The best laid plans...

Written By: Paul Burbidge | President and CEO
Originally Written December 11, 2015

In 2006 through our partner company Inukshuk Geomatics Ltd. I got to make my first trip to Baffin Island. The purpose of the trip was a legal survey of the Cape Hooper Defense Early Warning (DEW) site. Cape Hooper lies approximately half way up Baffin Island on its east coast. I arrived in Iqaluit at the end of June and prepared to mobilize to site. We were grounded by a few days of weather in Iqaluit prior to our flight to site. Eventually we were able to fly and mobilized three Twin Otter loads of fuel, food, survey posts, an ATV and our four person crew to site. The flight in was spectacular and I was fortunate to get a few good photos.



Once we offloaded our 4000+ pound of gear we organized it and prepared to move it to our “camp”. The Cape Hooper airstrip is at sea level and we would be camping in the DEW line building that had modest amenities at the top of a small mountain. The generator building was accessed by a 4 kilometer long road with a steady 10 percent grade. Fortunately we’d brought an ATV and trailer to move our provisions. Unfortunately we hadn’t tested the ATV in any way as it was delivered and loaded on the plane immediately prior to departure. It’s appearance did not give me warm and fuzzy feelings regarding it’s mechanical state.

Once we offloaded the ATV we discovered it was barely working, we thought running it up and down the airstrip might help however it soon died at the far end of the strip. A few select words were said and we took a long hard look at the DEW site that suddenly appeared to be a lot further away. Little did we know an ATV wouldn’t have saved us.

We realized we’d have to carry our supplies to camp for the night and try to fix the ATV the next day. We barricaded anything we were concerned polar bears might disturb and packed up essentials. The hike to camp soon revealed significant challenges in the form of six foot deep snowdrifts that covered the road for hundreds of meters. We wouldn’t be able to use the ATV even if we fixed it. I started doing the math on what ABSOLUTELY had to get up the mountain and was depressed to realize it was well over 2000 pounds. We hadn’t packed light as we had anticipated easy access. Our provisions included several 5 gallon containers of water, cases of pop, canned food for 10 days or so, more than 1000 pounds of steel survey posts, survey equipment and car batteries to run the equipment. Carrying all of this up a four kilometer road that was deeply covered in snow in places wasn’t ideal.



I was extremely lucky to have a group that would even consider helping me move the gear up the mountain. Jacques was along as my assistant. Additionally our group had a representative for the DEW line monitoring and a wildlife monitor. The later two certainty weren’t compelled to help but pitched and earned their suppers.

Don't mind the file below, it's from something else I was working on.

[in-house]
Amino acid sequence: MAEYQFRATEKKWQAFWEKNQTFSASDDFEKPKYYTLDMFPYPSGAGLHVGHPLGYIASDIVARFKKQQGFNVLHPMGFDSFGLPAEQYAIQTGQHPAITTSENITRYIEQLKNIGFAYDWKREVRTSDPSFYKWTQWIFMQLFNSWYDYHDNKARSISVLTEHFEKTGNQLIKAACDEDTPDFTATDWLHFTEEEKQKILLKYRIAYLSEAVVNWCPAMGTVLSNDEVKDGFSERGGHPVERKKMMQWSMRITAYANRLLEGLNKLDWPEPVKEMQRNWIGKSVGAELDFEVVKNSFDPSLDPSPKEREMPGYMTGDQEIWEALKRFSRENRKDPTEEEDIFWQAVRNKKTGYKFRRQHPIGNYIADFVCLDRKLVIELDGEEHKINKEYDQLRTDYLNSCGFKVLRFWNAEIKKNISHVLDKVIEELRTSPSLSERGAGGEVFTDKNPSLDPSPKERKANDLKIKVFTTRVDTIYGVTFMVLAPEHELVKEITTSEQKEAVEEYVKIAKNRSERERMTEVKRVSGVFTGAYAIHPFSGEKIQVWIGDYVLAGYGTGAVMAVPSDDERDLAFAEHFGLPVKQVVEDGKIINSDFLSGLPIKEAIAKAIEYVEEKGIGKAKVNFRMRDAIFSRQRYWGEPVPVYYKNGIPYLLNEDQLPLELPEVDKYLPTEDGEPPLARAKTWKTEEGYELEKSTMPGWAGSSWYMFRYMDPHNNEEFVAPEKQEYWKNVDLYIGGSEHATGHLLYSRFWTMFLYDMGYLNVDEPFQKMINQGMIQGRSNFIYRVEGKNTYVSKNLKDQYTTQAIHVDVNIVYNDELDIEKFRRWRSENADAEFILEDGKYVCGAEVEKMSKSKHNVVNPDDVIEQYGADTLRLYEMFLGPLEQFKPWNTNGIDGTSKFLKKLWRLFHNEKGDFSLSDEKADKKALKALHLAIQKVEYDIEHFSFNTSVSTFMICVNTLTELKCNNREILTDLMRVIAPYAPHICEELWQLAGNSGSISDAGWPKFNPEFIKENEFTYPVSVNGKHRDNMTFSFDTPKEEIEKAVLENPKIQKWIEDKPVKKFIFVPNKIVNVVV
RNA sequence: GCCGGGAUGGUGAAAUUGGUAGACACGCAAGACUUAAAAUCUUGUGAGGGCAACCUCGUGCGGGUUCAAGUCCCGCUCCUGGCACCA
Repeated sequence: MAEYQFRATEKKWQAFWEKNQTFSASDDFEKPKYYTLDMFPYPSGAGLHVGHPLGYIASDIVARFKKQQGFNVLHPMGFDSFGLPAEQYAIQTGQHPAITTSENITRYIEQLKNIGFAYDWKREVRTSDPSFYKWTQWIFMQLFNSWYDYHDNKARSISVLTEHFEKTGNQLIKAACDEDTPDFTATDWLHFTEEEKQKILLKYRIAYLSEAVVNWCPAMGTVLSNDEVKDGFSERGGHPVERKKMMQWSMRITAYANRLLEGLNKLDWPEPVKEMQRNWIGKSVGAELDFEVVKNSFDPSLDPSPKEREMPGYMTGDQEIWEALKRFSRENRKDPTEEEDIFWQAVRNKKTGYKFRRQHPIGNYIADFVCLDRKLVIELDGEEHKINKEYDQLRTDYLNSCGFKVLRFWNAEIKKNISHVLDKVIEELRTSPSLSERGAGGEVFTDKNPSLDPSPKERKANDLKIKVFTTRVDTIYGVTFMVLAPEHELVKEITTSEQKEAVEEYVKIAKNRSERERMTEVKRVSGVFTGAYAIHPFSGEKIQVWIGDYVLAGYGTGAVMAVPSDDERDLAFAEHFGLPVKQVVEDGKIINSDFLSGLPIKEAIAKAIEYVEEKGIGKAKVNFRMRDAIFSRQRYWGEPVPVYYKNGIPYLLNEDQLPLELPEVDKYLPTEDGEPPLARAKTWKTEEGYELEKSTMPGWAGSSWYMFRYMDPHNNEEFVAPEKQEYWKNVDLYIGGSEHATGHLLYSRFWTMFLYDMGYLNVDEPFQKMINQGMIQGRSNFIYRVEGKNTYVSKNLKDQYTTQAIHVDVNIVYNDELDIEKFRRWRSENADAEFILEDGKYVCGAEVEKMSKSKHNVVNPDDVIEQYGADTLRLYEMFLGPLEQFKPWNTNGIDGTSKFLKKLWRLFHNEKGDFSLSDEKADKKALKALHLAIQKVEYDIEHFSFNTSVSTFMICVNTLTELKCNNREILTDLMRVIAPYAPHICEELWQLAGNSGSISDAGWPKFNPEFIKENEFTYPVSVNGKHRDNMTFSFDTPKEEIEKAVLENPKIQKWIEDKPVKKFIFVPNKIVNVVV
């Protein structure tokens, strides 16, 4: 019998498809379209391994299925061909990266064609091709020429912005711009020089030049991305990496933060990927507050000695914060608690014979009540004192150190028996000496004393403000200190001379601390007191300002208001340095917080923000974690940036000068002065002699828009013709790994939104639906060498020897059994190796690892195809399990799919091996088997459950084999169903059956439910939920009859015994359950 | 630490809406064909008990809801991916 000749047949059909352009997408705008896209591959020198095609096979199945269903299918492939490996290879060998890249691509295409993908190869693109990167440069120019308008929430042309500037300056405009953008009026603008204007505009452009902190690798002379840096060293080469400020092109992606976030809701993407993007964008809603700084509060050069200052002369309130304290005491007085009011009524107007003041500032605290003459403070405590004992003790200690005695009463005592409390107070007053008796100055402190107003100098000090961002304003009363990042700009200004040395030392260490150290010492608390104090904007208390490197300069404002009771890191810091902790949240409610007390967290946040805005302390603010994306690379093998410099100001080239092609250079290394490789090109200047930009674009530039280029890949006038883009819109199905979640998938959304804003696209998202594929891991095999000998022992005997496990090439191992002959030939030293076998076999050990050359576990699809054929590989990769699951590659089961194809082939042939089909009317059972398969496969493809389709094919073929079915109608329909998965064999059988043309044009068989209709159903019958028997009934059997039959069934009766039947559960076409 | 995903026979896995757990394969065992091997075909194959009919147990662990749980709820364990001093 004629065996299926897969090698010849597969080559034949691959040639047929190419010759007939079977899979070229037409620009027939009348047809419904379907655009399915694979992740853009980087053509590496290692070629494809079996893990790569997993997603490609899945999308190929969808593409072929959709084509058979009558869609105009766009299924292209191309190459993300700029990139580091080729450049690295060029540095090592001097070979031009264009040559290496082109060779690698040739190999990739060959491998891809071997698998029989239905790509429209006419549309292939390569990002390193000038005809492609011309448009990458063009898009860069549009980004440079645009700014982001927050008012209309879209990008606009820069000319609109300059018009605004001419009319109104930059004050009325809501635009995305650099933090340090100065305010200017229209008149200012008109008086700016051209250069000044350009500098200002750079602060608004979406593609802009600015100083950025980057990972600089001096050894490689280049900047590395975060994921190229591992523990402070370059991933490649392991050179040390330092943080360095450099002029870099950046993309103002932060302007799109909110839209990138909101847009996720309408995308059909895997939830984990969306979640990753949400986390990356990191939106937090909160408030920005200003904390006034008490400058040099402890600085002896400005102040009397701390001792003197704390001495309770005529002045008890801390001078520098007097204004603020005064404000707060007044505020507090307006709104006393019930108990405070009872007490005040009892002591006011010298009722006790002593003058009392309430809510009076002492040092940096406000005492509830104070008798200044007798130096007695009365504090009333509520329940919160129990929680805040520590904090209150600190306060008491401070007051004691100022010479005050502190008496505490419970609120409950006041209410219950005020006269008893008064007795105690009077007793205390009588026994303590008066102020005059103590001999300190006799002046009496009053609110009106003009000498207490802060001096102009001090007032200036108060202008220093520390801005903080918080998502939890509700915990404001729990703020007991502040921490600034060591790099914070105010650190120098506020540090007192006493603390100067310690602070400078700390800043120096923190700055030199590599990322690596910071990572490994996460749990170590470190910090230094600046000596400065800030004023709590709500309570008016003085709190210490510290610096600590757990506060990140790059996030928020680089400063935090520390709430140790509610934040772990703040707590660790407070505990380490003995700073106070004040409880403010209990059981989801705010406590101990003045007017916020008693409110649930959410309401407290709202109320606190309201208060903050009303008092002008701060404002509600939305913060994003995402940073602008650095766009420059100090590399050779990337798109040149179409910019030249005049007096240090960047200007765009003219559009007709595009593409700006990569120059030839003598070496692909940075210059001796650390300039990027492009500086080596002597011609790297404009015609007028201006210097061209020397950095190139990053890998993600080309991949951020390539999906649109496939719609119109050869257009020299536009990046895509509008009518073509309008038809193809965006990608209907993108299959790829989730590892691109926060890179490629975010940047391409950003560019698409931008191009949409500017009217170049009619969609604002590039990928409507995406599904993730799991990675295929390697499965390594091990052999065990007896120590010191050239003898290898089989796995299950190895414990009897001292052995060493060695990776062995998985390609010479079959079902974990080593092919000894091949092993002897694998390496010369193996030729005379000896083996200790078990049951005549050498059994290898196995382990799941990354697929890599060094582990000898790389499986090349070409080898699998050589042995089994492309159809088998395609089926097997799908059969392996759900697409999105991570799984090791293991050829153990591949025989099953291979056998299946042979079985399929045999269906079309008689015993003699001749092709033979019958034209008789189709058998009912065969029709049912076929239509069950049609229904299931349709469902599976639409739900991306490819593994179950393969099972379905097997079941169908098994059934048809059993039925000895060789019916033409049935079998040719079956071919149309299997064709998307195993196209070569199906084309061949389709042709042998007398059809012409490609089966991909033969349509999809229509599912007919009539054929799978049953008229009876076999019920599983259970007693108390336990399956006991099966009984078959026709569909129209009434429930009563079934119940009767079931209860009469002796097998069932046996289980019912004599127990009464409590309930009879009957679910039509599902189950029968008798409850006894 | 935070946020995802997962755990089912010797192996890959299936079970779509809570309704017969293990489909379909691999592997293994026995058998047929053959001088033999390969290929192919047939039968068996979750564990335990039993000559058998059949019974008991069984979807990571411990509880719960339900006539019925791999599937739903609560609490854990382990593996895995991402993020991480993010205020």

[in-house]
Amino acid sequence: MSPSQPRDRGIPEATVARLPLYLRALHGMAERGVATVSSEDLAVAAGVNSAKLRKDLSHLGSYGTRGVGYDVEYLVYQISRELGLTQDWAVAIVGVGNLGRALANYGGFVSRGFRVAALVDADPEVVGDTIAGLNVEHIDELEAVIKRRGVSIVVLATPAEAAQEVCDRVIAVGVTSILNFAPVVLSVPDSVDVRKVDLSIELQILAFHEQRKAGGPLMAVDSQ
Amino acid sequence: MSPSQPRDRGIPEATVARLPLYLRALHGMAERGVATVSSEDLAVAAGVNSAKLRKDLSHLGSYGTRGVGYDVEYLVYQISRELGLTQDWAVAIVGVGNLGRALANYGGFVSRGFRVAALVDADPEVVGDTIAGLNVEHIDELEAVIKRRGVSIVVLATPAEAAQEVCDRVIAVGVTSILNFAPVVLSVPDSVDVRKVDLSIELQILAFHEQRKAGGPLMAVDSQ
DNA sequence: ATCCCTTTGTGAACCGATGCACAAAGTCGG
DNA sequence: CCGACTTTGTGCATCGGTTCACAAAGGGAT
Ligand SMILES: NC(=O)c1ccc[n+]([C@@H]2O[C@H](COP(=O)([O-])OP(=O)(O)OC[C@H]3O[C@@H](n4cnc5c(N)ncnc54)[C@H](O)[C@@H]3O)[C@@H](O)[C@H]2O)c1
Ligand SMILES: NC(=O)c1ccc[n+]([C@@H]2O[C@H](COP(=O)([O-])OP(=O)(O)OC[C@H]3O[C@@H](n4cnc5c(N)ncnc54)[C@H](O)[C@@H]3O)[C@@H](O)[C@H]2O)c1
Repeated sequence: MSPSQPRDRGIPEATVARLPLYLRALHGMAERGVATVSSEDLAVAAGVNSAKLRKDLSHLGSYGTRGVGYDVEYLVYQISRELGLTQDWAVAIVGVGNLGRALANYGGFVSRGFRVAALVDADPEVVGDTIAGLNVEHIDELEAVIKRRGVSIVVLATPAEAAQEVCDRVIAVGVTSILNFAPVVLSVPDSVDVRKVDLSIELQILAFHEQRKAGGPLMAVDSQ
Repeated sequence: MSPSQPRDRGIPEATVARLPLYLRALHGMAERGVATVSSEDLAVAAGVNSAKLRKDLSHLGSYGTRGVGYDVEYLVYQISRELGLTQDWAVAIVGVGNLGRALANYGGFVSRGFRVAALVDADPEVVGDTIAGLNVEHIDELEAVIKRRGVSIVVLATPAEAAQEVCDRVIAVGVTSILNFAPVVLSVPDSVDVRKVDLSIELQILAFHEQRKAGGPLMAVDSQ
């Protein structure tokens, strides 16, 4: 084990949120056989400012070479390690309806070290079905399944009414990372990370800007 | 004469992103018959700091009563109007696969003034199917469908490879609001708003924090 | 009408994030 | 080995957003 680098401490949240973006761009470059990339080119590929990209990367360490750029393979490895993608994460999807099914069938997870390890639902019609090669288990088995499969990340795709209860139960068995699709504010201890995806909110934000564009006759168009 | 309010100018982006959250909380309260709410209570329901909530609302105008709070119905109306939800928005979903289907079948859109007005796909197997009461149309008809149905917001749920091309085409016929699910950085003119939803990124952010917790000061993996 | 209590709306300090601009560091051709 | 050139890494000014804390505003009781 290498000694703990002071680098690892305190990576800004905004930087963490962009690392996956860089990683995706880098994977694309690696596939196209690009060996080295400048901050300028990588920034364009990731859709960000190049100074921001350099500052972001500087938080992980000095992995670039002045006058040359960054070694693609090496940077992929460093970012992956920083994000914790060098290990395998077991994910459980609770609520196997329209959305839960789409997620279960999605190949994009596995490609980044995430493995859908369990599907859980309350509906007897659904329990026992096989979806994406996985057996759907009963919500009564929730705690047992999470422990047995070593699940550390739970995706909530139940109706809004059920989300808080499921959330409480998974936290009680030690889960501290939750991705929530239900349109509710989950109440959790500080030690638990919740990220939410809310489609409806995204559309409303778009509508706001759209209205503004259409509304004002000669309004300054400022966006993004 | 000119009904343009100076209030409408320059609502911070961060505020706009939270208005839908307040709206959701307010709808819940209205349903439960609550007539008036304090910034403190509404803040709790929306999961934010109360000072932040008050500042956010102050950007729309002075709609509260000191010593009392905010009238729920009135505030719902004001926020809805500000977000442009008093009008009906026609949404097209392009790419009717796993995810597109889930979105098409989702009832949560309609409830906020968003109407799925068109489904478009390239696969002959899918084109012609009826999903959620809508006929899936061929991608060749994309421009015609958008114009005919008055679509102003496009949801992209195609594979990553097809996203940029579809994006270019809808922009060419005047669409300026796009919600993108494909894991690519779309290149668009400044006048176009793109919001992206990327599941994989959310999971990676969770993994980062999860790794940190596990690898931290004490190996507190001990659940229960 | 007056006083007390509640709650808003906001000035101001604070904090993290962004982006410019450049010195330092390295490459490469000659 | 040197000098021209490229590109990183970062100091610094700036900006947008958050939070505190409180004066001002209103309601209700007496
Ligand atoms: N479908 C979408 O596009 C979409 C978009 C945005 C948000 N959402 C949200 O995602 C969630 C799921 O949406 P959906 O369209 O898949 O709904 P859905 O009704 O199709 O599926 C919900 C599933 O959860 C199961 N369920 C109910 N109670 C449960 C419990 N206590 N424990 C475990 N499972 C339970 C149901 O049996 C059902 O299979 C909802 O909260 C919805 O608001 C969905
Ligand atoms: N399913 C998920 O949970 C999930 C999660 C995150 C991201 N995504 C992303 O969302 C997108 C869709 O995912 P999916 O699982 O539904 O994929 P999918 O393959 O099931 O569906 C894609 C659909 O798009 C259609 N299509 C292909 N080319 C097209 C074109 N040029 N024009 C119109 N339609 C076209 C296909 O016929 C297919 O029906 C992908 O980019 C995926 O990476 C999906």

We found a cart and a sled near camp and several hundred feet of rope. Using these we moved all of our necessary gear up the road and across the snow drifts. In a long hard day we moved everything. We stuffed pops into the snow drifts so that we’d get a refreshing drink as we struggled up the hill on each lap-those pops were really good. For the shorter drifts we’d pull the cart over the drift so that we didn’t have to unpack everything. The longer drifts required us to transfer the loads into the sled and pull it hand over hand across the drift.


We arrived at the camp to find there were three cots for our four person crew but all slept well after a pretty tough day. We decided early on that we should finish up asap. Sleeping adjacent to 4 huge generators wasn’t super restful. Also, walking up and down the mountain was already getting old. Jacques was surviving on cans of fish as he was a vegetarian which he’d communicated but the information hadn’t been relayed to us. After two days of shuttling gear we were ready to start surveying.



By the time we actually started surveying we were several days behind. We’d been surveying features to facilitate design while shuttling our gear. Once I’d finalized the lots’ designs we started posting the lots. Driving the 0.8 meter rebar survey posts into the ground was tricky in a few locations as everything is rock in this area. Fortunately we had loose design criteria and we were able to place all the posts without a rock drill.



After working for about 12 hours each day placing posts I’d have a few hours of calculations to do in preparation for the next day’s work each night. I’d spend extra time rejigging the calculations such that we had to set (and thus move) as few posts as possible. After I finished each night I’d spend a bit of time outside checking out the cliffs as they changed color in the middle of the night.

We were able to finish up within our original time allowance and hightailed it south. After getting confirmation that our plane was on the way we got everything back down to the airstrip in only two trips.

I felt very fortunate for the crew I’d had along and for the chance to visit such a cool place. Also I’d learned to be picky about ANY piece of gear provided by third parties and ensure I’d seen it in action prior to mobilization.

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